Donohue’s subtle passive aggressive demeanor delivers a cutting zinger every few minutes and his rejoinders sizzle and spark. As the blowsy and bitter Martha, Augesen finds the inner humanity of her character even while screaming obscenities and denigrating her husband. Her scotch and cigarette fueled voice is used expertly throughout.

It may not be totally the fault of Price and Janis that their Honey and Nick never quite match the lead actors in performance. Janis, in particular, seems in a different play at times with his game show host voice and one-note characterization. Price fairs better especially with her drunken scenes, but we never really get the sense that both characters should be a future George and Martha in the making. Still, the couple come through in the clutch and their final moments late in the play register effectively.

James Bundy has total command of the script and brings Albee’s words to stinging life here. Martha and George’s home is perfectly realized by designer Miguel Urbino with details in a residence that is slowly going to seed. I loved the oblong windows that frame the front door which, beautifully lit by Jiahao (Neil) Qui, resemble a pair of all-seeing eyes. Credit to Qui’s final effect of morning light through the side windows casting dramatic shadows across the devastated figures of George and Martha. Truly haunting. In all, this is a superb production of Albee’s great play. Don’t miss it.
“Who’s Afraid Virginia Woolf?” continues at Yale Repertory Theatre, 1120 Chapel Street in New Haven, through October 29th. Masks are required at all performances. For further information, call the box office at: 203.432.1234 or visit: www.yalerep.org.

Tom Holehan is one of the founders of the Connecticut Critics Circle, a frequent contributor to WPKN Radio’s “State of the Arts” program and the Stratford Crier and Artistic Director of Stratford’s Square One Theatre Company. He welcomes comments at: tholehan@yahoo.com. His reviews and other theatre information can be found on the Connecticut Critics Circle website: www.ctcritics.org.

“Fun Home” – A Musical

TheaterWorks in Hartford

If You Ask Me

By Tom Holehan
Connecticut Critics Circle

A Moving “Fun Home” at TheaterWorks
I recall sitting at the original 2015 Broadway production of “Fun Home” and thinking, “This is a perfect musical for TheaterWorks.” The small-scale and immensely moving Tony Award winning show is now being presented in a fine rendering at the Hartford theatre. Someone listened!

“Fun Home” is an adaptation of Alison Bechdel’s 2006 graphic memoir with music by Jeanine Tesori and book/lyrics by Lisa Kron. The story follows Bechdel’s coming to terms with being a lesbian and her relationship with her closeted gay father, a funeral director, and high school English teacher. Her attempts to discover what made the man tick is told in a series of non-linear vignettes connected by Bechdel and her younger selves.

At TheaterWorks Sarah Beth Pfeifer as the present-day Bechdel (a dead-ringer for the real graphic artist), Julia Nightingale as college-age Alison, and Skylar Lynn Matthews, a dynamo as young Alison, nicely realize these three roles.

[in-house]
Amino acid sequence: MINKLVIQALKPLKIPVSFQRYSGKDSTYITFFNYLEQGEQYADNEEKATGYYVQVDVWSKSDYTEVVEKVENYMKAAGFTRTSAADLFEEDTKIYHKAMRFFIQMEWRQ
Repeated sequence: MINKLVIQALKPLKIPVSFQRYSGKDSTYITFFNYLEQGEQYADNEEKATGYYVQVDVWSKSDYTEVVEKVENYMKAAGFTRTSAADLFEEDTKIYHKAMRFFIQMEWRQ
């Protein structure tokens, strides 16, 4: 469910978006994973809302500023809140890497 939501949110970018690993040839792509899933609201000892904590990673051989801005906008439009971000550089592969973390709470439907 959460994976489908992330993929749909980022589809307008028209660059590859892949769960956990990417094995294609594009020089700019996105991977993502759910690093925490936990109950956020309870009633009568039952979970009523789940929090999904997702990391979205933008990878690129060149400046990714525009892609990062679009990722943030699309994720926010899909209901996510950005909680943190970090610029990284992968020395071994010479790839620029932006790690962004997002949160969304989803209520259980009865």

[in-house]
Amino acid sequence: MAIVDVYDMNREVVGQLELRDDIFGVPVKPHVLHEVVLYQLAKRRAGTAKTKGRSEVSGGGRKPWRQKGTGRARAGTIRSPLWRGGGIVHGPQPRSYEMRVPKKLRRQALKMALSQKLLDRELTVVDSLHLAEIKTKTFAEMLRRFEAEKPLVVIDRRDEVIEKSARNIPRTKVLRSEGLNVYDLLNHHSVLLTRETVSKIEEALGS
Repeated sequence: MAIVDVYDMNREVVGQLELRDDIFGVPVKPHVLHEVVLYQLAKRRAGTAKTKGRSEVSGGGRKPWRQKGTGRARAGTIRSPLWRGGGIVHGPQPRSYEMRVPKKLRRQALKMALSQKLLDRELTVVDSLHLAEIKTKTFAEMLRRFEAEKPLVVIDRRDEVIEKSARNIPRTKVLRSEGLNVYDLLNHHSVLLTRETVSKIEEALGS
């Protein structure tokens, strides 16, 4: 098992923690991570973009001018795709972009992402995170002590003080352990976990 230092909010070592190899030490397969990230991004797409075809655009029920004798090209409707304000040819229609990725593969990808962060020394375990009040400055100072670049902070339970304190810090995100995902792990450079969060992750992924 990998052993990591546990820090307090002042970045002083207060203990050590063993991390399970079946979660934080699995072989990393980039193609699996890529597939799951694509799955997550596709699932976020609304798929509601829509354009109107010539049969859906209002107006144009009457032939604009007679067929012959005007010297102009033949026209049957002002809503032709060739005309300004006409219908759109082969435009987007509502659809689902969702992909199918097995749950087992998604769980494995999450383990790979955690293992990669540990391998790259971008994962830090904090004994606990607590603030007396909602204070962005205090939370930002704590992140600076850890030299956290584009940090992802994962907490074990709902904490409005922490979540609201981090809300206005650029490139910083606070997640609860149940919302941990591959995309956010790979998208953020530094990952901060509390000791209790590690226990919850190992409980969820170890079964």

The ingenious structure of the musical, which is performed without intermission for over 95 minutes, bounces off these characters at different times in their lives as they reveal more about themselves and their mercurial father (Aaron Lazar, excellent in a difficult role).

Tesori and Kron’s brilliant score includes a coming-of-age song for each of the Alisons and the women deliver the goods with each. Pfeifer brings painful intensity to “Telephone Wire” where she attempts an honest conversation with her dad; Nightingale’s heartfelt rendition of “Changing My Major” is a hilarious and passionate ode to burgeoning sexuality; and young Matthews is a major find singing “Ring of Keys” about her first same-sex attraction.

Although Christiane Noll (memorable as the bipolar mom in TW’s “Next To Normal” a few seasons back), doesn’t have a lot to do here as Alison’s mother, she sings the hell out of her one major song late in the musical, “Days and Days”.

Some small quibbles must be noted, however. The upbeat Partridge Family-inspired “Come to the Fun Home” is a crowd-pleaser, but somewhat less so due to the blurry diction of Alison’s brothers, Christian (Myles Low) and John (Sam Duncan). Ali Louis Bourzgui is saddled with four roles which may be three too many for the actor. Although the intimacy of TheaterWorks is ideal for this musical, Luke Cantarella’s set design and especially Camilla Tassi’s projections do little to enhance the show. The busy proscenium arch distracts from the projections as does the unattractive slatted wood wall located upstage.

Rob Ruggiero directs with his customary polish and his casting is mostly spot-on. The efficient band, under the musical direction of Jeff Cox, is superior. “Fun Home” is an unusual, intelligent musical about growing up with imperfect parents. It is well worth seeking out.

“Fun Home” has already been extended through November 6th at TheaterWorks, 233 Pearl Street in Hartford. Masks are required at Wednesday and Saturday matinees and optional at all other performances. For further information, call the box office at: 860.527.7838 or visit: www.hartfordtheaterworks.org